Two British Heavy Middleweight titles (beat Bert Royal 11/6/77, lost Marty Jones 13/9/78, Jones vacates, beat Chris Adams in tourney final 6/12/78), and three World Heavy Middleweight reigns (beats Sammy Lee by default 6/81, lost Chic Cullen 30/10/85, beat Cullen 4/11/85, lost Fuji Yamada 26/9/86, beats Yamada date unknown, lost Yamada 3/3/87, beat Yamada 28/4/87, vacates late 1991). "Importance" is tough to guage. The title is still considered prestigious today, with Rocco having been present for the recent revival involving American Dragon and Doug Williams.
17. Did he win many honors and awards?
I don't know.
18. Did he get mainstream exposure due to his wrestling fame? Did he get a heavily featured by the wrestling media?
In as much as any wrestler who featured on TV regularly was a mainstream star then yes.
19. Was he a top tag team wrestler?
No. Tag team matches were relatively rare in Britain at that time, and singles champions tended to wrestle only in singles.
20. Was he innovative?
Yes. Amongst British workers, he is usually mentioned in the same breath as Dynamite Kid when discussing the hard-hitting aerial style most associated with the latter. Certainly his bumps and suplexes were not common, and latterly his brawls outside the ring were considered somewhat groundbreaking in the otherwise very pure, traditional British style.
21. Was he influential?
Yes, in the sense that a generation of younger wrestlers grew up wanting to be like him. It is said in British dressing rooms that Dynamite got famous by taking all Rocco's stuff and doing it before bigger crowds overseas. In Britain, Rocco had the same influence that Dynamite had in Canada and Japan.
22. Did he make the people and workers around him better?
Difficult question, given the calibre of his opponents. Given how young Yamada was when working with Rocco, one would have to think Rocco had an influence there. Sayama, too, seems to have been impressed enough with him to take him to Japan as a featured opponent.
23. Did he do what was best for the promotion? Did he show a commitment to wrestling?
He certainly never showed anything less than 100% effort. I've never heard stories about him being anything less than easy to work with.
24. Is there any reason to believe that he was better or worse than he appeared?
None that I can tell.
-------------------- There is one mark you cannot beat - the mark within.
I had a complete mental blank about this, but Rocco also held the New Japan WWF Junior Heavyweight belt for a short time. After Tiger Mask was injured wrestling Dynamite Kid in April of '82, Rocco (as Black Tiger) beat Gran Hamada for the belt on 6th May 1982, putting Tiger Mask over for his second title run on the 26th. Clearly he was only given it a brief transitional champion, but it's not like there weren't a number of other guys they could have used.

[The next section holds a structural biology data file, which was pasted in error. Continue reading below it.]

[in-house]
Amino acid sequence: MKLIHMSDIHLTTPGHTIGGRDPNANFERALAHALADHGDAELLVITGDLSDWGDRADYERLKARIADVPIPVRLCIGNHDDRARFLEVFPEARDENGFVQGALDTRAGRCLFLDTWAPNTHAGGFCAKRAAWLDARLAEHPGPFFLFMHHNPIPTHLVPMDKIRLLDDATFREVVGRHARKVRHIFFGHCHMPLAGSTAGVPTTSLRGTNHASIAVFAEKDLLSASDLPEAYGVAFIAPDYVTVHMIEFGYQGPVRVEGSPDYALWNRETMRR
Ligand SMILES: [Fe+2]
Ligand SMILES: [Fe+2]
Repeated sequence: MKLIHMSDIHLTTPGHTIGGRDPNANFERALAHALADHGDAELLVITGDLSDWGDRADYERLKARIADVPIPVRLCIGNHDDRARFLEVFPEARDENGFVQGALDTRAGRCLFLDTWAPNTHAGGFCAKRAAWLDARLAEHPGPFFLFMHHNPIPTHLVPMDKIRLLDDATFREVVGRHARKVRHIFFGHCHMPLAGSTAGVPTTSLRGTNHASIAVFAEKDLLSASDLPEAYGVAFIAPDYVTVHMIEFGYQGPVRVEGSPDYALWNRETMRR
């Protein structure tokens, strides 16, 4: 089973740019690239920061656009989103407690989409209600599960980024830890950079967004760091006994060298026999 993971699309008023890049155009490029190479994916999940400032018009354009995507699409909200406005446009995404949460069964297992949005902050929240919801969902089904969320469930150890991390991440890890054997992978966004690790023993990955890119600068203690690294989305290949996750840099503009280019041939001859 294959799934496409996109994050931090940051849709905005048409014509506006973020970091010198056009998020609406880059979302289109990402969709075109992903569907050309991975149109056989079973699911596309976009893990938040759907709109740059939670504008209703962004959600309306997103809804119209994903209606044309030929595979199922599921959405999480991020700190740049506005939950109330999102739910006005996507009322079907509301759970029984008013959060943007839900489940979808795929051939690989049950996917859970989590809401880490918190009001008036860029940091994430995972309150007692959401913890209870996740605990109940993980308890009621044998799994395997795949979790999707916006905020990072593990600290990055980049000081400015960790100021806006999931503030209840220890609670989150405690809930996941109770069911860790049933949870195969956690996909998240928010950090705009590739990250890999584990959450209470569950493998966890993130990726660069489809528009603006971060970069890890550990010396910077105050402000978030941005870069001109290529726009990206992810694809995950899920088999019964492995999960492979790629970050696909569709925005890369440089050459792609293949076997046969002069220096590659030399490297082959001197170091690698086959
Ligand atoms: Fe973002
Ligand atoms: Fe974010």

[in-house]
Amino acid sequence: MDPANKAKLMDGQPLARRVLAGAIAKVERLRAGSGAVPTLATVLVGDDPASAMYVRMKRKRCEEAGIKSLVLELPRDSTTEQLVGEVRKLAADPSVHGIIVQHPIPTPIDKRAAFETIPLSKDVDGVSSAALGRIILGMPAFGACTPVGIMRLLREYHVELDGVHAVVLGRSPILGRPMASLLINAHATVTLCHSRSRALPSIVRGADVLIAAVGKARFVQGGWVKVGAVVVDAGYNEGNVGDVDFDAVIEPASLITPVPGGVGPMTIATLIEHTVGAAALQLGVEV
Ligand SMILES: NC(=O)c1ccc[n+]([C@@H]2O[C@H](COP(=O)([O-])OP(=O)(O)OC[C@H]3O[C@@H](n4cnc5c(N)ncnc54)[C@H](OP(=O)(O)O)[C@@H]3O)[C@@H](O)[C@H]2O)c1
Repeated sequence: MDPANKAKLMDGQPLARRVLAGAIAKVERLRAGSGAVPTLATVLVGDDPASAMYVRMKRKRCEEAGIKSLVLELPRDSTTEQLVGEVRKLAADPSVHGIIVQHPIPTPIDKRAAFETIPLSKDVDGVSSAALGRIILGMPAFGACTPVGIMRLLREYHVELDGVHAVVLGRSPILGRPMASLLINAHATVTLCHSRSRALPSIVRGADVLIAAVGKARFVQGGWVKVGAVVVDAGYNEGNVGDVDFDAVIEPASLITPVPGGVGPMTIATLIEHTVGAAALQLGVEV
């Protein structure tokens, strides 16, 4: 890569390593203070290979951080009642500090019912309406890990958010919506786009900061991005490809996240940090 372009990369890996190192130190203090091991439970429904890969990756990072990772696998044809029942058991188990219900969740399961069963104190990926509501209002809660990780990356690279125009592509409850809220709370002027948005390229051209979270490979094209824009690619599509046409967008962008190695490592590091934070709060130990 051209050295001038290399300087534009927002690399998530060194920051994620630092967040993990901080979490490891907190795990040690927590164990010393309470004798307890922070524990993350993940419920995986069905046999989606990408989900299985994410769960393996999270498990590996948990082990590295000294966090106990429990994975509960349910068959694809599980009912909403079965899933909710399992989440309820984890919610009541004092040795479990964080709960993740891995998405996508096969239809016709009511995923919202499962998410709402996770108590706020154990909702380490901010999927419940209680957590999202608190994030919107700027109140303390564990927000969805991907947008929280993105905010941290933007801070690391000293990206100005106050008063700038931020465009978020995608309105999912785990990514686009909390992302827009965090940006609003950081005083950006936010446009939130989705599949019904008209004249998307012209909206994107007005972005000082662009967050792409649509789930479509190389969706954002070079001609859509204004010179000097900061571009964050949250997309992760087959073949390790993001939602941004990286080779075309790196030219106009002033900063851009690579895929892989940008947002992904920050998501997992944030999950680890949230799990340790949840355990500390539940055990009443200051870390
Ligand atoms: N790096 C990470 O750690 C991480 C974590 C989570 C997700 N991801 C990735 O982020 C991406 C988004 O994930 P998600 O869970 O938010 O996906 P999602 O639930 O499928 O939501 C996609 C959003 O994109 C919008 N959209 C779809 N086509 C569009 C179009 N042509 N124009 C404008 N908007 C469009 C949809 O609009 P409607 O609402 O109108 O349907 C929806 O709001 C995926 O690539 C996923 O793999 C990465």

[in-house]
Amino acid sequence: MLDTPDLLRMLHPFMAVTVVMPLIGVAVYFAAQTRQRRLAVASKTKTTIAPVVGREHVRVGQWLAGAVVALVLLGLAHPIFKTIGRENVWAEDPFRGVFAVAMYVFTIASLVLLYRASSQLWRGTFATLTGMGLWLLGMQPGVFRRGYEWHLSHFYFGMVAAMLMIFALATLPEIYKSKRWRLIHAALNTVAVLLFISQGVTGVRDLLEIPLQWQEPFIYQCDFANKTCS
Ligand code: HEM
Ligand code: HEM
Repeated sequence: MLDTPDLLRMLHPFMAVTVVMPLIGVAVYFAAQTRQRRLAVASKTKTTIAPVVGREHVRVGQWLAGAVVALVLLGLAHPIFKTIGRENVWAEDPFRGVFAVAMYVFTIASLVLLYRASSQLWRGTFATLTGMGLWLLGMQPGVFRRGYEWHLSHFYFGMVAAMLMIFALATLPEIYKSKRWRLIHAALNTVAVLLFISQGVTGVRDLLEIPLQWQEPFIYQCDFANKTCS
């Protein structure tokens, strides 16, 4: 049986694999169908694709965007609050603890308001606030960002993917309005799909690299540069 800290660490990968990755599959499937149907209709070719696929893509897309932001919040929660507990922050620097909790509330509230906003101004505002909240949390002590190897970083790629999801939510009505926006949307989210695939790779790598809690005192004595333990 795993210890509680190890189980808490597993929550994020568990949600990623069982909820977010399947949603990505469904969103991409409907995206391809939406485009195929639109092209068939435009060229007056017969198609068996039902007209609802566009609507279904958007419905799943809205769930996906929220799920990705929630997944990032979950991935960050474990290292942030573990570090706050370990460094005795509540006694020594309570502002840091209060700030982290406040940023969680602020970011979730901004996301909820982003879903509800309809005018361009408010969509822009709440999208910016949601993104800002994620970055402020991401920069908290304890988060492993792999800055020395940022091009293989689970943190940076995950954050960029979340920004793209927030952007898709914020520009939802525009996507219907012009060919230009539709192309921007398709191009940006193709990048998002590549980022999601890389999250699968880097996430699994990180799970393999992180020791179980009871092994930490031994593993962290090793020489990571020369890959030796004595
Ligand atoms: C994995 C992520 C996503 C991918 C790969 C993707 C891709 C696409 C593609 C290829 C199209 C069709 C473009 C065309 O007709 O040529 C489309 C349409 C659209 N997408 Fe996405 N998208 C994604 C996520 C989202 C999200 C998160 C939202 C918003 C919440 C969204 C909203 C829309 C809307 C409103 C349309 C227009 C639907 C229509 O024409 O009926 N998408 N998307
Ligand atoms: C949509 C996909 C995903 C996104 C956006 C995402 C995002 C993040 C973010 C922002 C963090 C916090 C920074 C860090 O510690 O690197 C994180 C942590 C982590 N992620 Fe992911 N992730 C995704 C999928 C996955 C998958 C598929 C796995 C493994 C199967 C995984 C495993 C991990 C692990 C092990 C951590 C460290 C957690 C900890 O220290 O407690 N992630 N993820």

-------------------- There is one mark you cannot beat - the mark within.
"Out of all the guys that I faced at the time, I think my favourite bouts were with Mark Rocco," ("Kung Fu" Eddie Hamill) recalled. "We had some great matches all over the country.
"I remember a gimmick we did one time, with an old watch of mine that was broken. Max (Crabtree, the promoter) wanted me to do an angle with Rocco, where I'd challenge him after his match. So I told Max, 'Leave it to me, I have an idea', and I let Rocco in on what I was going to do.
"So, he was in the ring after his match, and I'd had mine earlier on in the card. I got into the ring in my regular clothes and challenged him, taking off my watch -- the broken one -- and handing it to the referee, like I was getting ready to fight. But Rocco ran over, grabbed the watch from the referee, and smashed it on the ringpost, sending bits flying everywhere. I shouted, 'No! That was an anniversary present!", and so he got incredible heat for that.
"It was such a simple thing for that level of heat, and, of course, that meant we could have a return match the following week. But to show you how over a little idea got, when we came back for my revenge on Rocco, the audience had clubbed together and bought me a new watch! That's God's honest truth."
Along with the reputation for being a world-class junior heavyweight -- a cause he furthered in Japan as Tiger Mask's nemesis, Black Tiger -- Rocco was also known for his boundless energy and aggression, which routinely made the bouts between he and Hamill show-stealers. The hard style suited "Kung Fu" just fine.
"Rocco was completely hyperactive, in and out of the ring. If you were walking down the road with him, he'd be knocking you up and down the street. He was like that -- and in the ring, too. He was never off you, and you always came out of a match with Mark with a black eye or something. But truth be told, I liked it that way, because I wanted it to look real. In the ring, he was my perfect partner."
-------------------- Brian Elliott is a British journalist, covering soccer, MMA, and pro wrestling. He has written for the likes of the AP, Sports Illustrated, and Yahoo! Sports, and is currently the editor of pro wrestling monthly Fighting Spirit Magazine..